So I’d been told I could go home.
It was 11 days since my accident….almost to the minute. I’d contacted friends and family to arrange visits but now, these visits could now be at home. This was astonishing, my left arm couldn’t move…it had only been a day since I could get up and go to the toilet (I had refused to have a bowel movement while in critical care…I’d advise against that).
My room was a little hub of activity then. I was still in pants and a tee-shirt (as I had gotten warm in the night) when a doctor from critical care popped in to check on my progress. He seemed shocked to see my feet on the floor and hear the news that I was being discharged.
The neck-brace man came round to check that I had the right one on, I looked like a grumpy male meercat! There was still a lot of swelling and my neck didn’t feel like mine.
Those twiddly bits on the side move up and down and lock in to place. He showed my Mom and I the correct setting and said that he was happy to see me as an out-patient if there were any problems.
The Occupational Therapist came in to my room to look at my arm, just as a nurse was coming in to see if I could wash myself. They agreed that it might be nice for me to have a freshen-up first. The hospital room was quite big, with an en-suite wet room. I was still wearing a back-slab on my arm (the half a cast) as well as my neck-brace and I was unsteady on my feet. So, I perched on a chair in front of the sink and had a strip wash while the nurse waited outside, in case I struggled at all.There is a set way that I got washed and dressed and it felt like it took forever.
I started by taking my arm out of the cast and resting it in the sink, my whole hand didn’t move but I could feel the warm water & I washed everything with my right hand, including my left hand. Luckily, I am right handed, it was a challenge but not as much as it could have been. My Mom had brought me some of my own clothes, so it was nice to smell the smell of my washing powder and it felt a bit more real then. Mom also called me to say she was “Gok’king” me, she brought some joggers, tee-shirts and hoodies. I was so much more comfortable and warm.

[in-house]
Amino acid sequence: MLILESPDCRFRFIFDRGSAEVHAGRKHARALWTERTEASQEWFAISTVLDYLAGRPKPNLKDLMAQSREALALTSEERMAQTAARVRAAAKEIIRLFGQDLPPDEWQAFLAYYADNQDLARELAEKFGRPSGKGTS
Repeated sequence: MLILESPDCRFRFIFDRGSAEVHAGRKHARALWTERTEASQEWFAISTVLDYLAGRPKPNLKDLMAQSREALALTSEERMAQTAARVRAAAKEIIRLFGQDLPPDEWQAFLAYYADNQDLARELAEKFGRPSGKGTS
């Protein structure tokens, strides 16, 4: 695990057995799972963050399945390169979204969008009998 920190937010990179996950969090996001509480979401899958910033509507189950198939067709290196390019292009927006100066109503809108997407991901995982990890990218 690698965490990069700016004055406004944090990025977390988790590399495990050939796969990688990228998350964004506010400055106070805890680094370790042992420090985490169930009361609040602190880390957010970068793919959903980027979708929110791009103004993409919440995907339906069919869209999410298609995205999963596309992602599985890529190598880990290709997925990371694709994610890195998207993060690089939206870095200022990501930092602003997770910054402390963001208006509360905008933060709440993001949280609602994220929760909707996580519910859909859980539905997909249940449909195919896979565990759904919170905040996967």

My hoody matched the beds!
My hand splints in progress! The Occupational Therapist came back after my wash, with a Physiotherapist. Together they made 2 hand supports that fitted around my back-slab, one for day and one for night. It felt like a work-out for my hand, the most it had stretched in a while and my fingers were forced out straight.
All in all, it was a busy few hours.
It was time to relax, lie back and become a Costa advert! My notes were being collated, my belongings were being bagged up. I’d managed to get an impressive array of cards to decorate my window, the room looked bare when they were taken down.
While everything was going on around me, I still found time to eat. I put a napkin in the chin part of my neck-brace and ate most things with a tea-spoon. My final hospital meal, I hadn’t been able to sit up to eat for long, so this was actually a delight.
So long room 24, you served me well.